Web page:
Yeats, W.B. In the Seven Woods. 1903, [one of 325 copies], unopened, full linen, [Miller 1; Wade 49]--"AE" [Russell, G.W.] The Nuts of Knowledge. 1903, [one of 200 copies], signed "Lily Yeats | Dundrum | Dublin", unopened, [Miller 2]--Hyde, D. The Love Songs of Connacht [Preface by W.B. Yeats]. 1904, one of 300 copies, inscribed by the author with three lines from an irish verse signed 'An Craoibhín' (Hyde's pen-name), [Miller 3; Wade 260]--Yeats, W.B. Stories of Red Hanrahan. 1904, one of 500 copies, signed "Lily Yeats | Dundrum | Dublin", unopened, [Miller 4; Wade 59]--Johnson, L. Twenty One Poems... Selected by William Butler Yeats. 1904, one of 220 copies, signed "Lily Yeats | Dundrum | Dublin", [Miller 5; Wade 231]--Eglinton, J. Some Essays and Passages... Selected by William Butler Yeats. 1905, one of 200 copies, signed "Lily Yeats | Dundrum | Dublin", unopened, [Miller 6; Wade 232]--Allingham, W. Sixteen Poems... Selected by William Butler Yeats. 1905, [one of 200 copies], signed "Lily Yeats | Dundrum", unopened, [Miller 7; Wade 234]--Gregory, [I.A.] Lady. A Book of Saints and Wonders... 1906, one of 200 copies, signed "Lily Yeats | Dundrum Dublin", unopened, [Miller 8]--"AE" [Russell, G.W.] By Still Waters. 1906, [one of 200 copies], signed "Lily Yeats | Dundrum | Dublin", unopened, [Miller 9]--Tynan, K. Twenty One Poems... Selected by W.B. Yeats. 1907, one of 200 copies, signed "Lily Yeats | Dundrum | Dublin", unopened, [Miller 10; Wade 238]--Yeats, W.B. Discoveries. 1907, one of 200 copies, signed "Lily Yeats | Dundrum", unopened, [Miller 11; Wade 72]; all 8vo, original bindings (all but the first in linen-backed boards), all but last volume in ?original unprinted dust-jackets (last volume in glassine), lily yeats' bookplate, occasional browning, some dust-jackets frayed at extremities or short tears (11)
The Dun Emer enterprise was founded in 1902 with the wish 'to find work for Irish hands in the making of beautiful things', as a collaboration between the Yeats sisters, Elizabeth and Lily (responsible for a printing press and embroidery workshop) and Evelyn Gleeson (whose field was craftwork). In 1907 a dispute between the Yeats sisters and Evelyn Gleeson led to a separation, and later works were published under the Cuala Press imprint.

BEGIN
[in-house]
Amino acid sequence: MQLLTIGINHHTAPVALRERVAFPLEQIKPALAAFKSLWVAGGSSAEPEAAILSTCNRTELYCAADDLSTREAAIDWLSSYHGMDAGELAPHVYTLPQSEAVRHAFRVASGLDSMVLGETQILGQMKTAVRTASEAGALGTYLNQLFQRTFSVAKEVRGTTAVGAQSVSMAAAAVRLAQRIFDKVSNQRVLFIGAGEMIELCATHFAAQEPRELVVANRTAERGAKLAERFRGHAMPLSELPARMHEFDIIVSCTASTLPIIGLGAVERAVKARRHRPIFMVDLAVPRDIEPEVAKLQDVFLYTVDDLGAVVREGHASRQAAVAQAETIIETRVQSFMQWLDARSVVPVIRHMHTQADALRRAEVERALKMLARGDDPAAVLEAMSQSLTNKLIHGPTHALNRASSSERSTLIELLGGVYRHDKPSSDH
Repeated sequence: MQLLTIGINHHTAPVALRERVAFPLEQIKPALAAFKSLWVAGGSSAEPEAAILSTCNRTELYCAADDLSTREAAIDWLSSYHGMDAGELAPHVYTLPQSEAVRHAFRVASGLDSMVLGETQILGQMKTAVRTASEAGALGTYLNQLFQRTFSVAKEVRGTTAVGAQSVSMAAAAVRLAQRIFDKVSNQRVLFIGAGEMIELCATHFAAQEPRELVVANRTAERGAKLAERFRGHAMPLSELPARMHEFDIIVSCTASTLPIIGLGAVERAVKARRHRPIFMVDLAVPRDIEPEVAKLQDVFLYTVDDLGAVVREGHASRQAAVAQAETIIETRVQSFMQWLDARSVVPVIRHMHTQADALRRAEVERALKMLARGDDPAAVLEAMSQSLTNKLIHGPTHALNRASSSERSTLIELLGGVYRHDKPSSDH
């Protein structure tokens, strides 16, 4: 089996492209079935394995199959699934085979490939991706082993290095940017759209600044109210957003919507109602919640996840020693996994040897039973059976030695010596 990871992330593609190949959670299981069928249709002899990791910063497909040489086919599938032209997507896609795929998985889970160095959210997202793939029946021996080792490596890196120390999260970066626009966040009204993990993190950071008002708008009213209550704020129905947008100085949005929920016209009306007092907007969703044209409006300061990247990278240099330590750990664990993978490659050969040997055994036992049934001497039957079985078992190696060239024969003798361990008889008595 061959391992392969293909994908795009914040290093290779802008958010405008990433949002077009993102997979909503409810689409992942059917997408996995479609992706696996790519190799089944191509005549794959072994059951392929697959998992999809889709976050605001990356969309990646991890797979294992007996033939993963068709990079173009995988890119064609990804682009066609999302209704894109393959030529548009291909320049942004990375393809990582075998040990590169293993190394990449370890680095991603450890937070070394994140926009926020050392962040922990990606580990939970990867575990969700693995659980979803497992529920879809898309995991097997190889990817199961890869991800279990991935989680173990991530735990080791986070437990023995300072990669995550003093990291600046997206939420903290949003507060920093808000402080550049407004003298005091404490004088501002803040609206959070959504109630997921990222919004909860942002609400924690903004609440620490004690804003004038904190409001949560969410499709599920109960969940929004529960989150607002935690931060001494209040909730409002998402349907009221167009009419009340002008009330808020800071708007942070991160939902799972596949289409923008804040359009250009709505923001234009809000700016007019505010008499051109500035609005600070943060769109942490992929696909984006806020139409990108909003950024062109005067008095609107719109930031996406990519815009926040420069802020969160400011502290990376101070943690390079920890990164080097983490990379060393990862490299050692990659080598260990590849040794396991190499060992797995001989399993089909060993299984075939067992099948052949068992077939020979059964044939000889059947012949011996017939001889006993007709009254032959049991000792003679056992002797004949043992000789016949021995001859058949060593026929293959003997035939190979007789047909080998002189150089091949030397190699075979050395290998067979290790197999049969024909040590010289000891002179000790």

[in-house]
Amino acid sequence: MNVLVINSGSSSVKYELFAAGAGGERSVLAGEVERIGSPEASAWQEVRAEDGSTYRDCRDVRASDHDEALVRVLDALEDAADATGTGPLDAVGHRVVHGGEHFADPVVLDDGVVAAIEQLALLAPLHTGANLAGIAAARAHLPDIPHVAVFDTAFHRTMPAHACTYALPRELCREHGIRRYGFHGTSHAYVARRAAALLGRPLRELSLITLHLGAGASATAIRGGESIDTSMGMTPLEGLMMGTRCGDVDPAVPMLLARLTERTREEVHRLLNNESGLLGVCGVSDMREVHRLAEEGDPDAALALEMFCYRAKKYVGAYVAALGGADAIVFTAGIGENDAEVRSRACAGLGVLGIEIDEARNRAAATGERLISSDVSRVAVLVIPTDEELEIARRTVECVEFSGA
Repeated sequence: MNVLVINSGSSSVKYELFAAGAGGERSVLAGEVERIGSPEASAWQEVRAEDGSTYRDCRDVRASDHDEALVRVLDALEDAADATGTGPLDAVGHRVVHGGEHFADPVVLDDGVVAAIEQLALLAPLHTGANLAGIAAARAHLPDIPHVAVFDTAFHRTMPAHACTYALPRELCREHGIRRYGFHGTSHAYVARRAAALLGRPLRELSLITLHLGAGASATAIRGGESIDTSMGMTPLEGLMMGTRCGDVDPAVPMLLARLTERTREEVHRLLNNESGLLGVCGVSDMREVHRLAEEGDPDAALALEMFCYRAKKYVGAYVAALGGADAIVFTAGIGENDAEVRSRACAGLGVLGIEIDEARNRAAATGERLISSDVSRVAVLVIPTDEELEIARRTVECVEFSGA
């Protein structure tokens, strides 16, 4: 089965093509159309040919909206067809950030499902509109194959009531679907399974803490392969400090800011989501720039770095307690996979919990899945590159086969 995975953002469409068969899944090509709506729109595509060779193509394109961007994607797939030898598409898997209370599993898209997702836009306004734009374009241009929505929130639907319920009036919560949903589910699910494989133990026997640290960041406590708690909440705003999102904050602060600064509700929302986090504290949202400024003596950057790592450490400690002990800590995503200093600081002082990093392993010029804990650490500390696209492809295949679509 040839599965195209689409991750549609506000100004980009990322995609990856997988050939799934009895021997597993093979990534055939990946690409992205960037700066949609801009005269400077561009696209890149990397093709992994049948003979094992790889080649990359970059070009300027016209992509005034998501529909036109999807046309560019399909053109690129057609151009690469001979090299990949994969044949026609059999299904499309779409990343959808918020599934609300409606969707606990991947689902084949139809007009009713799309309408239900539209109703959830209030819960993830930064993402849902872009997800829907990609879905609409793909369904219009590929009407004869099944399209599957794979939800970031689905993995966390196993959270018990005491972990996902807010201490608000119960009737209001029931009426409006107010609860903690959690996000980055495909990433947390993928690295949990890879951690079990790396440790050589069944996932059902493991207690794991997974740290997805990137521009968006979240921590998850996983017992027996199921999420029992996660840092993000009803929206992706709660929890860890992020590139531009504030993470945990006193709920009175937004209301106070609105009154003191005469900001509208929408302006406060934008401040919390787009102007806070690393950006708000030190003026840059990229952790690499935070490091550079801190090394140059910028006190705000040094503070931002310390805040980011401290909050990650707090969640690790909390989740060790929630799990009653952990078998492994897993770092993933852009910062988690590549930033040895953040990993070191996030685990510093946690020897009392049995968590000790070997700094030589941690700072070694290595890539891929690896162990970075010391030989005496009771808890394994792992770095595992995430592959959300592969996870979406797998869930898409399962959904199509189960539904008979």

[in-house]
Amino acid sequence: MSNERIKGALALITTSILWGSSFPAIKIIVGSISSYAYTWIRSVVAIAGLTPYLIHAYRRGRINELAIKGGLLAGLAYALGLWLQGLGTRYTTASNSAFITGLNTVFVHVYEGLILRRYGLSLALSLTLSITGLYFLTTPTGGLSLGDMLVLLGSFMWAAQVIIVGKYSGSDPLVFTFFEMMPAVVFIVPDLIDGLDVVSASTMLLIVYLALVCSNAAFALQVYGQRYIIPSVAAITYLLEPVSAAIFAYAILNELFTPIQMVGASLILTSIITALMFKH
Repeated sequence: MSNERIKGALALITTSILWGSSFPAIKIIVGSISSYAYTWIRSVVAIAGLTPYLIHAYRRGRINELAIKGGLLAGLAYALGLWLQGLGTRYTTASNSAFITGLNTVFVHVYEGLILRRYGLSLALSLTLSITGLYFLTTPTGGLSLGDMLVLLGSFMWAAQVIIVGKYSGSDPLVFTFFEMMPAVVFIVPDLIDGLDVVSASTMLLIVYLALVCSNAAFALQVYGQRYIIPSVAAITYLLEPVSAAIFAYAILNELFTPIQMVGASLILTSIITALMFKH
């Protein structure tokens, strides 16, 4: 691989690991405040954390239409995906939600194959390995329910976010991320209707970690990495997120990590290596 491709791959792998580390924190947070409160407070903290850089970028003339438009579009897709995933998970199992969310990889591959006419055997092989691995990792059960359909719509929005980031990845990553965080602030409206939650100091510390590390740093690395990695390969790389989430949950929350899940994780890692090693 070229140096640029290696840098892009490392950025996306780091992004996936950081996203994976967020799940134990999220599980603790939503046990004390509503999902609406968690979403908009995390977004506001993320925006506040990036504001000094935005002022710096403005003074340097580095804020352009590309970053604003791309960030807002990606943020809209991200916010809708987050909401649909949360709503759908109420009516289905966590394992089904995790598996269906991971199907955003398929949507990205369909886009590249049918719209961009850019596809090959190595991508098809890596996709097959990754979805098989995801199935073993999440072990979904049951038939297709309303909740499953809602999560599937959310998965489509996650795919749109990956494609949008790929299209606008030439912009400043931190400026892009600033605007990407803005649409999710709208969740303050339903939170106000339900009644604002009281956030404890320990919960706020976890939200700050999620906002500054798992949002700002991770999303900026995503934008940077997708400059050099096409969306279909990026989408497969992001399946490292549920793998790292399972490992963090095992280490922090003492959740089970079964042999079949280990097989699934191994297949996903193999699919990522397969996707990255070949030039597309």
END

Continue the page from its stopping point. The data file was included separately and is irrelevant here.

Advised by the distinguished printer/engraver Emery Walker, Elizabeth Yeats acquired an old hand-printing press and 'a good 18th century fount of [Caslon] type, which is not eccentric in form or difficult to read', and established a simple and elegant format for small limited editions of literature, which remained unchanged through more than 40 years.
Selling partly by advance subscription, the new enterprise established a distinguished international clientele. Dun Emer's Day-Book shows that In The Seven Woods sold out within a month of publication; the purchasers included Lady Gregory, Oliver Gogarty (6 copies), W.G. Fay, Countess Plunkett, Pamela Coleman Smith, Rene Francis (Cairo), T.W. Rolleston, Clement Shorter, Mrs. Hinkson, R. Garnett, Thomas Mosher of Portland (5 copies), John Quinn of New York (5 copies), Sir Thornley Stoker (brother of Bram), Ella Young, W.R. Wilde, Thomas Wise, Mrs. (Phoebe) Traquair of Edinburgh, Elkin Mathews of London (13 copies), Grant Richards, Emery Walker, Prof. York Powell, James Cousins, various Yeatses and Pollexfens, and Lady Gregory again, who took the last 3 copies on September 23.
The early Dun Emer and Cuala publications were selected and closely edited by W.B. Yeats, and their content reflects his taste and the critical standard which he wished to establish. Taken as a group, the series can be seen as an attempt - and largely a successful attempt - to define the canon of modern Irish literature in English.
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